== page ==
Today's poem is by Susan Firer

Common Name: Scilla
        Genus Name: Scilla
        Type: Perennial

Under the slingshot birches,
under the herring gulls' cries
the ground is thick blue
with the bright spikes of scilla.
John Gerard, author of a 16th century herbal,
wrote about scilla: "...small bleu
flowers consisting of sixe little leaves
spread abroad like a star. The seed
is contained in small round bullets."
Scilla surrounds the rocks.
The rocks are all intelligence,
are documents, lit in a way
we can see everything once we've been
completely lost. The scilla are
so beautiful; I always feel
rich when I walk on them. Always
everywhere there are rafts of broken and
flowers bright as headlights. The migrating
Lepidoptera have club-shaped antennae
and straw like proboscis. At the museum
I read that Lepidoptera drink animal tears.
Once I saw a man with butterfly horns.
For a while the sky memories us about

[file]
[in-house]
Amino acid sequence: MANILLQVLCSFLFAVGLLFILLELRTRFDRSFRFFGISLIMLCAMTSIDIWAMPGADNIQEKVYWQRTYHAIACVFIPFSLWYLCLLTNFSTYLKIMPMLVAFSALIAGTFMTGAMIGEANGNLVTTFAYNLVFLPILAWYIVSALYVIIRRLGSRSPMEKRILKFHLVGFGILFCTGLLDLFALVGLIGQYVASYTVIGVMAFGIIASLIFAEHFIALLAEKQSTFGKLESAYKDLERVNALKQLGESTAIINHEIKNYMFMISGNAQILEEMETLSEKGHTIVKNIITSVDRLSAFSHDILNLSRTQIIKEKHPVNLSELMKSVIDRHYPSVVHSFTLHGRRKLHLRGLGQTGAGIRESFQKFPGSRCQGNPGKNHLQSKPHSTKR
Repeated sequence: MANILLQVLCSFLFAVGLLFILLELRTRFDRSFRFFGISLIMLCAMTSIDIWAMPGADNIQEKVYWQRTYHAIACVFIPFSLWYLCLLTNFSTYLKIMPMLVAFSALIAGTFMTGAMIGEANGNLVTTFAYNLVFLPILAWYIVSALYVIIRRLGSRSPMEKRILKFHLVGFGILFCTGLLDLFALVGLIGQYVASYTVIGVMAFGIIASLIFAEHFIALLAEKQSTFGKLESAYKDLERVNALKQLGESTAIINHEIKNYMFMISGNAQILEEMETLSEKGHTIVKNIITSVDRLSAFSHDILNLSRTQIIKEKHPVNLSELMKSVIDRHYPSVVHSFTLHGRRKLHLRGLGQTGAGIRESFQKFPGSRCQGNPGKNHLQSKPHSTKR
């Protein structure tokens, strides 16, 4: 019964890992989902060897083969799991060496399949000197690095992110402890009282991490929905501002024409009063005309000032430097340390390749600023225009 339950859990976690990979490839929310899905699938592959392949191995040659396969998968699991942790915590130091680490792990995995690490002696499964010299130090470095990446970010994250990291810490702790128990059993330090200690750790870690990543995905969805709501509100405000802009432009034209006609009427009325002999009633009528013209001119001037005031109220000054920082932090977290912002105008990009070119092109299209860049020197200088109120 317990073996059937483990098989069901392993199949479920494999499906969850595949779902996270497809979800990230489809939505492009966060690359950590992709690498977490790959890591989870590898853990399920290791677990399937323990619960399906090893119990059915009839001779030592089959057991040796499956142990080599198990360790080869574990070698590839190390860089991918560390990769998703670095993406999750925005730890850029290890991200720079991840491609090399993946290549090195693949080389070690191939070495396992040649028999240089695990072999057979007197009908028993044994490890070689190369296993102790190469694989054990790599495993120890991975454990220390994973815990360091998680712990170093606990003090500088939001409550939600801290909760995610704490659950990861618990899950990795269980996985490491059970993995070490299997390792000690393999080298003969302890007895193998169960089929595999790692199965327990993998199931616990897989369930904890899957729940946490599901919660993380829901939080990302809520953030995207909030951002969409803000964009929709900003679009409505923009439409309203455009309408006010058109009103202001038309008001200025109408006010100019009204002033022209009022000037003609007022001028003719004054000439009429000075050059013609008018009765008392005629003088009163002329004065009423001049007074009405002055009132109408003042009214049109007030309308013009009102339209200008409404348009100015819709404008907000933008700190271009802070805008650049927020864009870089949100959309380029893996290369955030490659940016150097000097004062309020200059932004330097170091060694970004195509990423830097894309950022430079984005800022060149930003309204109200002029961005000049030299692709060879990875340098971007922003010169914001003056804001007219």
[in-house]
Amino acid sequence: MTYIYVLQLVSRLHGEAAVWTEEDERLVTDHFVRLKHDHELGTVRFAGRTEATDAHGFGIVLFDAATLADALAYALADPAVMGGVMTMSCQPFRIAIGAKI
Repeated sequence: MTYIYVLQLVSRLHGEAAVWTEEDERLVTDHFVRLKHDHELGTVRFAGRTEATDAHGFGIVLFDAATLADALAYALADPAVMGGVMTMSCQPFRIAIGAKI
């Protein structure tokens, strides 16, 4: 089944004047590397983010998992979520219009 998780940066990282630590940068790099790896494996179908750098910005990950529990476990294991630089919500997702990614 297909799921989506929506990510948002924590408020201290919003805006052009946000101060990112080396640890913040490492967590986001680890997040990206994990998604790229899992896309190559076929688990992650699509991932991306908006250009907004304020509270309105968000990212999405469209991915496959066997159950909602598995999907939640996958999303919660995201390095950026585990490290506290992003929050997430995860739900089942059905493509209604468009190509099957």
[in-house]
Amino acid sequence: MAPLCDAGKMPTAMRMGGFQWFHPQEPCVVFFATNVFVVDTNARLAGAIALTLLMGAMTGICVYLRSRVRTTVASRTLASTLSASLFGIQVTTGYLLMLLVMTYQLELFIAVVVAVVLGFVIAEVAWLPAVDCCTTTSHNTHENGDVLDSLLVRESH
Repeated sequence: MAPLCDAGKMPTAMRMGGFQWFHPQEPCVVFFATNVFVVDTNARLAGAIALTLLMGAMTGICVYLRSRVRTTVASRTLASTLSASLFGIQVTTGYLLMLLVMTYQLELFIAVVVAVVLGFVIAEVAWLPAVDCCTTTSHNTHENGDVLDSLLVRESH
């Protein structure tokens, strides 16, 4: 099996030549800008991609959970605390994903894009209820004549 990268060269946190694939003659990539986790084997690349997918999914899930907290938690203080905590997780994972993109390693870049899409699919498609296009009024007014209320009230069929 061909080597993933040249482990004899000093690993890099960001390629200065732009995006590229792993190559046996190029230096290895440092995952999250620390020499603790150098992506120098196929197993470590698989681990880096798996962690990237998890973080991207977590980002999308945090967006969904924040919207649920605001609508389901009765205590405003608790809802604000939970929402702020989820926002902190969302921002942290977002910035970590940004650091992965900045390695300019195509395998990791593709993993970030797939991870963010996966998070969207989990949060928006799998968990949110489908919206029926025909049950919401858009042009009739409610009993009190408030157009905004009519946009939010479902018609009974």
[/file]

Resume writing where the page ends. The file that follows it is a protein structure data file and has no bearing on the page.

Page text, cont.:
like primary-colored beach balls.
The trees give us dreams; they lay
down shadows dark with memory.
The scilla grow wild there.
The Welsh call scilla "cuckoo's boots."
Scilla are beautiful but poisonous.
In Europe red scilla was used as rat poison.
Today on his way home from Lake
Geneva, I asked my hsuband
to bring a malt-cup-silver pail full of wild
scilla for me to plant in our yard.
Sometimes on my morning lake run I do
the scilla mantra. Every time I step
down on the ball of my right foot
I say scilla. Scilla. Scilla.
The genus name for scilla is scilla
which means "I injure." Often I mantra
that: I injure I injure I injure

Copyright © 2002 Susan Firer All rights reserved
from The Laugh We Make When We Fall
The Backwater Press
Reprinted by Verse Daily® with permission

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